We talk a lot about the way our culturally prescribed role’s as women negatively affect our wedding planning, or lord, our roles as wife. But I’ve been doing a lot of thinking lately, and David and I have been doing a lot of talking, about how the culturally expected role’s for men are… in a word… heartbreaking.
Talking just in terms of weddings, our culture demands that while the wedding day is our EVERYTHING the wedding day is the grooms NOTHING. Or worse, it’s a trial he has to slog through to keep his woman happy. In many ways I found the expected gender roles more exhausting than David did during wedding planning, because I was the one who suddenly became public property… everyone felt they had a right to comment on our wedding to me, all the time. But for men there is something quieter, and just as insidious at work.
Take this book that I saw this week called Porn For The Bride. It’s working title was clearly called “Whoops! You’re Marring A Douchebag!” It was filled with little statements that apparently brides would love to hear, and grooms would never say. There were the sexist winners like, ‘No, I don’t think $5,000 is too much for a cake!’ (because we’re flighty spendthrifts, obviously), but then there were the far more insidious, ‘I think it will be so much more meaningful if we write our own vows,’ because obviously weddings aren’t supposed to mean anything to men, or ‘Look honey! I bought new shoes, because I think our wedding day is that important.’ Which is a double whammy. David isn’t supposed to think our wedding day is important AND he’s not supposed to care about new shoes? Which is really too bad for him, since he bought Italian leather boots, and I wore heels from the back of my closet.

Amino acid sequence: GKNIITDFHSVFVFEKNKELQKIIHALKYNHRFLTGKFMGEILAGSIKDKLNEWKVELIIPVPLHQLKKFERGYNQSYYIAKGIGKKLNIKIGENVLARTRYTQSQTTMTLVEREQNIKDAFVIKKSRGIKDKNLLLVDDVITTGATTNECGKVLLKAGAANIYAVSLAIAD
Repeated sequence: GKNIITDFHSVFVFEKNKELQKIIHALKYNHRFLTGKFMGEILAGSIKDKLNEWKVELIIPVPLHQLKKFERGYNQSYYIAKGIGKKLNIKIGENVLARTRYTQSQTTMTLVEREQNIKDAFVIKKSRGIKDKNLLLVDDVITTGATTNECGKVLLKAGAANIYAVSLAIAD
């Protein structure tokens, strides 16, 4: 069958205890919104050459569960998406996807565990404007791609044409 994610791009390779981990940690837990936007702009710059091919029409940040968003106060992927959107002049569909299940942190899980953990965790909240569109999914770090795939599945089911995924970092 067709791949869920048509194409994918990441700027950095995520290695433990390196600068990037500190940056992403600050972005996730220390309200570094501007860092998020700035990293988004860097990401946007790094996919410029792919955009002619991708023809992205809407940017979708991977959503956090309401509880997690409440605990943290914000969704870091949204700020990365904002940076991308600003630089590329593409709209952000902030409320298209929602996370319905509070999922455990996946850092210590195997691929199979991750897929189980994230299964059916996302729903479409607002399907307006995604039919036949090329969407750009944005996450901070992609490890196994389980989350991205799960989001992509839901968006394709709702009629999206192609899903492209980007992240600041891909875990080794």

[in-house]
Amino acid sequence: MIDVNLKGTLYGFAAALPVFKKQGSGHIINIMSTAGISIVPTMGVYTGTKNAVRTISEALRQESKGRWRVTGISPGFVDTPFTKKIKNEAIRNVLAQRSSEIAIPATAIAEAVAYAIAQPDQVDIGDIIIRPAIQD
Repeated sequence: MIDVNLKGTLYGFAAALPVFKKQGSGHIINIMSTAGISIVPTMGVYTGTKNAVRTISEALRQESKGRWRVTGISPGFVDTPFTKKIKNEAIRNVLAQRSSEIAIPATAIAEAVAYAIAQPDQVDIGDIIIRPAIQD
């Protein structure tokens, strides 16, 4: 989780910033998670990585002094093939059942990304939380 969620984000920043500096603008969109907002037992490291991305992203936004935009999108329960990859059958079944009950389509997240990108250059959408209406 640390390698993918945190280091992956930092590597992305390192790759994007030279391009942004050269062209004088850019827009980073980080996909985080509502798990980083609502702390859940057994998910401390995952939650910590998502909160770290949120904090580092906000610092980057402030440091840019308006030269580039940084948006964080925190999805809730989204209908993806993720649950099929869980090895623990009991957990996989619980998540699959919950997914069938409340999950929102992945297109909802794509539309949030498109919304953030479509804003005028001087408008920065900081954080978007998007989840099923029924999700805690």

And then there are conversations like this one, sent in by reader Melanie.
So, today my partner met a work colleague of mine for the first time. Conversation went roughly like this:
‘Hey, I’m Mel’s partner’
‘Oh, hey, so you guys are getting married this year right?’
‘So how’re you feeling about that?’
‘Excited, and a bit scared, but it’ll be great’
When he told me this later, I said ‘really? you’re scared?’
And he said ‘No, but if you don’t say that, people think you’re lying or that you have no idea what you’re getting yourself into’
These pre and post marriage conversations aimed at men slowly break my heart. Because our poor men. They deserve so much more in life than what they are supposed to feel. They deserve so much more out of their weddings, and out of their marriages. And until they get it? Well, we’re all suffering together.